Associations Between Left Ventricular Dysfunction and Brain Structure and Function: Findings From the SABRE (Southall and Brent Revisited) Study
This article requires a subscription to view the full text. If you have a subscription you may use the login form below to view the article. Access to this article can also be purchased.
Background Subclinical left ventricular (LV) dysfunction has been inconsistently associated with early cognitive impairment, and mechanistic pathways have been poorly considered. We investigated the cross‐sectional relationship between LV dysfunction and structural/functional measures of the brain and explored the role of potential mechanisms.
Method and Results A total of 1338 individuals (69±6 years) from the Southall and Brent Revisited study underwent echocardiography for systolic (tissue Doppler imaging peak systolic wave) and diastolic (left atrial diameter) assessment. Cognitive function was assessed and total and hippocampal brain volumes were measured by magnetic resonance imaging. Global LV function was assessed by circulating N‐terminal pro–brain natriuretic peptide. The role of potential mechanistic pathways of arterial stiffness, atherosclerosis, microvascular disease, and inflammation were explored. After adjusting for age, sex, and ethnicity, lower systolic function was associated with lower total brain (beta±standard error, 14.9±3.2 cm3; P<0.0001) and hippocampal volumes (0.05±0.02 cm3, P=0.01). Reduced diastolic function was associated with poorer working memory (−0.21±0.07, P=0.004) and fluency scores (−0.18±0.08, P=0.02). Reduced global LV function was associated with smaller hippocampal volume (−0.10±0.03 cm3, P=0.004) and adverse visual memory (−0.076±0.03, P=0.02) and processing speed (0.063±0.02, P=0.006) scores. Separate adjustment for concomitant cardiovascular risk factors attenuated associations with hippocampal volume and fluency only. Further adjustment for the alternative pathways of microvascular disease or arterial stiffness attenuated the relationship between global LV function and visual memory.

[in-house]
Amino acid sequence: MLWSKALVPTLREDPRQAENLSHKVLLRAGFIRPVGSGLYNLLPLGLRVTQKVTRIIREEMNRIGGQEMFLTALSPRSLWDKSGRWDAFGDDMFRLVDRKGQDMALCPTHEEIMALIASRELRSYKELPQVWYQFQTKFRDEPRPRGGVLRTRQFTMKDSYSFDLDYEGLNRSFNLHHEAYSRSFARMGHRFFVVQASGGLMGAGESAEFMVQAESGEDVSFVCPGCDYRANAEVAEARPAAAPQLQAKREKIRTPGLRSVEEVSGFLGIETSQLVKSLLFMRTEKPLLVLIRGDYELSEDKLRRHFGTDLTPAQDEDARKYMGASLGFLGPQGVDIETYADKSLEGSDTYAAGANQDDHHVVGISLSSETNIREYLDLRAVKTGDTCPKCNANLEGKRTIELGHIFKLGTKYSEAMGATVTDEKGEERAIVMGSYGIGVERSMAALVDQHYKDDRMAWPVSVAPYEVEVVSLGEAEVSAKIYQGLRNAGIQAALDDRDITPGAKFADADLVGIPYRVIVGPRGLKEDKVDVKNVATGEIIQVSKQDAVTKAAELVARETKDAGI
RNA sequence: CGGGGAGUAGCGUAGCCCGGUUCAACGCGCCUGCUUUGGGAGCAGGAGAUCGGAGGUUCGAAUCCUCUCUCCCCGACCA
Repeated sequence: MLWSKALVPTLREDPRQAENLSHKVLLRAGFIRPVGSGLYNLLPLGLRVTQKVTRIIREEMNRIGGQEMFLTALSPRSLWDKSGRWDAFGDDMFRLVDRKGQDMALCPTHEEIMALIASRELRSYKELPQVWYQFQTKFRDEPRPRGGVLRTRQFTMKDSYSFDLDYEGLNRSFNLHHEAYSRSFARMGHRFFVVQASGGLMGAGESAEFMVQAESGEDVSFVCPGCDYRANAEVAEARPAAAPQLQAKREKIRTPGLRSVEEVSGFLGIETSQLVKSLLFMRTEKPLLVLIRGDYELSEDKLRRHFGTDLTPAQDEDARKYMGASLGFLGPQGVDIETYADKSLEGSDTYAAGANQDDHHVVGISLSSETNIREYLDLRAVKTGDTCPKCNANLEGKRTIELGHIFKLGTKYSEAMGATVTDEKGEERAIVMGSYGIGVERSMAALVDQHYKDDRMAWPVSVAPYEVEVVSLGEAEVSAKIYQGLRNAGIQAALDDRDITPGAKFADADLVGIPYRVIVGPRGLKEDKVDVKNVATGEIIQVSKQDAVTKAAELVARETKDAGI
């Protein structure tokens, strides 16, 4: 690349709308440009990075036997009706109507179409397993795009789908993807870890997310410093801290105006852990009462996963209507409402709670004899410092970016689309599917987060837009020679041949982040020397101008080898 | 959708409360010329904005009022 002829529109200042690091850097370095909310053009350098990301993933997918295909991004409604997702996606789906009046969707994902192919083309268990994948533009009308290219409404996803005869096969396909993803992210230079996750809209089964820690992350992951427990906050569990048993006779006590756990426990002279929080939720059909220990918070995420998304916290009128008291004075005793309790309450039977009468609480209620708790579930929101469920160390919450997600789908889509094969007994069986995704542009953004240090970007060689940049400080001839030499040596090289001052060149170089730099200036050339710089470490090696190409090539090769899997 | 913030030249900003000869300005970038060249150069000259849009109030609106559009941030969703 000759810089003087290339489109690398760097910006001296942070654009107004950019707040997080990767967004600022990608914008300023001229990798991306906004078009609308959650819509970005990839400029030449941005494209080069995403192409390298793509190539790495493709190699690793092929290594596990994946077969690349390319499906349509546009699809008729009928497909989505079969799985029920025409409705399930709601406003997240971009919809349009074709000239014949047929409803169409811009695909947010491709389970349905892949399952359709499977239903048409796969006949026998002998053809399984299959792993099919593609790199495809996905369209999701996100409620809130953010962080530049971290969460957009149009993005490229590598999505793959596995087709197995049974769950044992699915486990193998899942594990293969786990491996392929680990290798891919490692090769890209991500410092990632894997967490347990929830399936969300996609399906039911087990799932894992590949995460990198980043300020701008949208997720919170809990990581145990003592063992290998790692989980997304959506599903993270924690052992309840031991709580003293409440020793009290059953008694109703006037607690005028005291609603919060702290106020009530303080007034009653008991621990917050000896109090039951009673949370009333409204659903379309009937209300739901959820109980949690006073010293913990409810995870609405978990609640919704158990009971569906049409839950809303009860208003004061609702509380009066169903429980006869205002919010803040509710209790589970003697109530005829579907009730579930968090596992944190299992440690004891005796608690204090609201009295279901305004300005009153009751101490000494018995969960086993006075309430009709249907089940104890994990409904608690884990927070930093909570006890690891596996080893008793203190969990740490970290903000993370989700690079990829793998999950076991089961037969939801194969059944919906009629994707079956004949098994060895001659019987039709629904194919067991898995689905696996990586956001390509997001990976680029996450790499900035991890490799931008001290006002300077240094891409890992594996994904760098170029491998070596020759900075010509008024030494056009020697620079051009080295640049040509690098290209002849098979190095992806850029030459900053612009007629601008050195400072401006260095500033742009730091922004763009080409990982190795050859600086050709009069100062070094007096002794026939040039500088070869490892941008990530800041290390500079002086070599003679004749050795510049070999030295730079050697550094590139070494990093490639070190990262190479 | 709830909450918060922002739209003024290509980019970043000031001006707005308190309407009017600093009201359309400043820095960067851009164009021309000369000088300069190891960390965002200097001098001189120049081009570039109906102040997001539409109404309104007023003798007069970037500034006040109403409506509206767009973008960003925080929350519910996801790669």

Conclusions In a community‐based sample of older people, measures of LV function were associated with structural/functional measures of the brain. These associations were not wholly explained by concomitant risk factors or potential mechanistic pathways.